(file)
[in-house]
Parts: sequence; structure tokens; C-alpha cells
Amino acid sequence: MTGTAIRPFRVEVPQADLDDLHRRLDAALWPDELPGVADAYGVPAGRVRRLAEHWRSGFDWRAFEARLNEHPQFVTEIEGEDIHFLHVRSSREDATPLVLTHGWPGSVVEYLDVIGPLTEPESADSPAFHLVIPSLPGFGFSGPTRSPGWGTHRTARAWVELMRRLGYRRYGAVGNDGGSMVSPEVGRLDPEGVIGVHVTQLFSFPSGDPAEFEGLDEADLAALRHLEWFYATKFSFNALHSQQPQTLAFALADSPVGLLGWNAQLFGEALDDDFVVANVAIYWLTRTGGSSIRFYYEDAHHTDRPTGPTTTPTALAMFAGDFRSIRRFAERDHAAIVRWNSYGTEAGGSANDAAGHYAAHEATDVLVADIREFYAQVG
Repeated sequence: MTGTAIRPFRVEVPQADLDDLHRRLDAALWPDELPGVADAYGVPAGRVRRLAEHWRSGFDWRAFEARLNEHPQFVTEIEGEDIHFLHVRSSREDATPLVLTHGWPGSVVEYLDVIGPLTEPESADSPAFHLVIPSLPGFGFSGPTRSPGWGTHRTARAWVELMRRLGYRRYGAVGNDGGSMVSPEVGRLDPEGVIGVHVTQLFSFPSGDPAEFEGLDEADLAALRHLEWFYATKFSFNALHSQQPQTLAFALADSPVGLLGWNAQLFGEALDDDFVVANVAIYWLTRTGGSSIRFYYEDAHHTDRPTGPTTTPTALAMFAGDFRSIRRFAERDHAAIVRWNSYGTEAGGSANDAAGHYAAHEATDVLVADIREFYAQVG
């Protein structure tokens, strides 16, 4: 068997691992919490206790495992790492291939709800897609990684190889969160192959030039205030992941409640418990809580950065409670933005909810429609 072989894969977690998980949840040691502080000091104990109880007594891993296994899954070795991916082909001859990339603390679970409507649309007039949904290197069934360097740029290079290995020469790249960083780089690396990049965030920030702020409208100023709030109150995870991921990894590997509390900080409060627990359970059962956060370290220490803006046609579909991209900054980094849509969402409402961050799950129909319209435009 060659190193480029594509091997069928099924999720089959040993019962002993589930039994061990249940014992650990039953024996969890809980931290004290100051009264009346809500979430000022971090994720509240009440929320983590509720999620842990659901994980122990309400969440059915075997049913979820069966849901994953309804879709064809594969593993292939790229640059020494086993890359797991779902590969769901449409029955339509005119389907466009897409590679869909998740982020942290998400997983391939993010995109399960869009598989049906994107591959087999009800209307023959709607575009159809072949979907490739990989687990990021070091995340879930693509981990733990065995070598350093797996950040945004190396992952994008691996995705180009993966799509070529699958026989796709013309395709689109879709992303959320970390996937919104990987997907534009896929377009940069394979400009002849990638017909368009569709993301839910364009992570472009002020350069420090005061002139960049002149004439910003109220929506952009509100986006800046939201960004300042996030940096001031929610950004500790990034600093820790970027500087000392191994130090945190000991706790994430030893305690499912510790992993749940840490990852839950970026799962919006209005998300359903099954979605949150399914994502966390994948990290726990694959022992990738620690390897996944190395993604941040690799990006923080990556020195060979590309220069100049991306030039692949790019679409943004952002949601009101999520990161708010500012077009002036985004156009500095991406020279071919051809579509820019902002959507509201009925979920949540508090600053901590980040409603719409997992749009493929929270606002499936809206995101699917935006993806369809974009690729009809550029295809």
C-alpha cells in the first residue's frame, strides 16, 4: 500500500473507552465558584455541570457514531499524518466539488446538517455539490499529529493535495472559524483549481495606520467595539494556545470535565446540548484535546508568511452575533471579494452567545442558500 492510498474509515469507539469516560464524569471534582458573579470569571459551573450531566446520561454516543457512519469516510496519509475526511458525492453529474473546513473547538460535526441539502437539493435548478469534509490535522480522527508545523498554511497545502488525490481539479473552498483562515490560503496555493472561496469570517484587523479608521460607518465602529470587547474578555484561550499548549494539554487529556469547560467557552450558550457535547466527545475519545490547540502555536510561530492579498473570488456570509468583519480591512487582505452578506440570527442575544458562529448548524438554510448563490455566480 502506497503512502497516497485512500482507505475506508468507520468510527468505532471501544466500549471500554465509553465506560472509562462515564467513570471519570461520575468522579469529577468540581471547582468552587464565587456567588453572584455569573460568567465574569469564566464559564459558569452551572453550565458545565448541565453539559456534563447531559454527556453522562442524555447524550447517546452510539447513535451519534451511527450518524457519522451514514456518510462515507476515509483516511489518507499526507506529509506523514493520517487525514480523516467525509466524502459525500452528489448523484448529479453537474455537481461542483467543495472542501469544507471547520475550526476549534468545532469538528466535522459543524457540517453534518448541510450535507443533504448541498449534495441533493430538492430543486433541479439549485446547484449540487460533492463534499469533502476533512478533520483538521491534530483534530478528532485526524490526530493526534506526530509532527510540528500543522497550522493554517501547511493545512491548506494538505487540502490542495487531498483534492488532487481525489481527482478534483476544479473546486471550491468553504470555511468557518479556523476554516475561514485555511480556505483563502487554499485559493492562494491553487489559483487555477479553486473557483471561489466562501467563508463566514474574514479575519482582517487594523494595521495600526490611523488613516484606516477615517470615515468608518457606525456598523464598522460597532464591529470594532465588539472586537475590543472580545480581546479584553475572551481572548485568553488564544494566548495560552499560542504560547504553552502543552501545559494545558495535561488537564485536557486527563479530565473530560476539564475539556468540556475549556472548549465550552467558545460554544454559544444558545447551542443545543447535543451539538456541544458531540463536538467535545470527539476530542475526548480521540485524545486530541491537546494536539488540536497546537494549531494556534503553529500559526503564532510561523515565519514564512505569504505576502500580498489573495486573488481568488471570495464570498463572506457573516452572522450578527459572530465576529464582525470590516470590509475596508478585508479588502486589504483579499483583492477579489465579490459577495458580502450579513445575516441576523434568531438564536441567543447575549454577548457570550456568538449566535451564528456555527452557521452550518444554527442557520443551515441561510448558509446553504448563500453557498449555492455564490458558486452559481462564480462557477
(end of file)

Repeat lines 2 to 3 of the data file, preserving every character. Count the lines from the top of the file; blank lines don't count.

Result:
Parts: sequence; structure tokens; C-alpha cells
Amino acid sequence: MTGTAIRPFRVEVPQADLDDLHRRLDAALWPDELPGVADAYGVPAGRVRRLAEHWRSGFDWRAFEARLNEHPQFVTEIEGEDIHFLHVRSSREDATPLVLTHGWPGSVVEYLDVIGPLTEPESADSPAFHLVIPSLPGFGFSGPTRSPGWGTHRTARAWVELMRRLGYRRYGAVGNDGGSMVSPEVGRLDPEGVIGVHVTQLFSFPSGDPAEFEGLDEADLAALRHLEWFYATKFSFNALHSQQPQTLAFALADSPVGLLGWNAQLFGEALDDDFVVANVAIYWLTRTGGSSIRFYYEDAHHTDRPTGPTTTPTALAMFAGDFRSIRRFAERDHAAIVRWNSYGTEAGGSANDAAGHYAAHEATDVLVADIREFYAQVG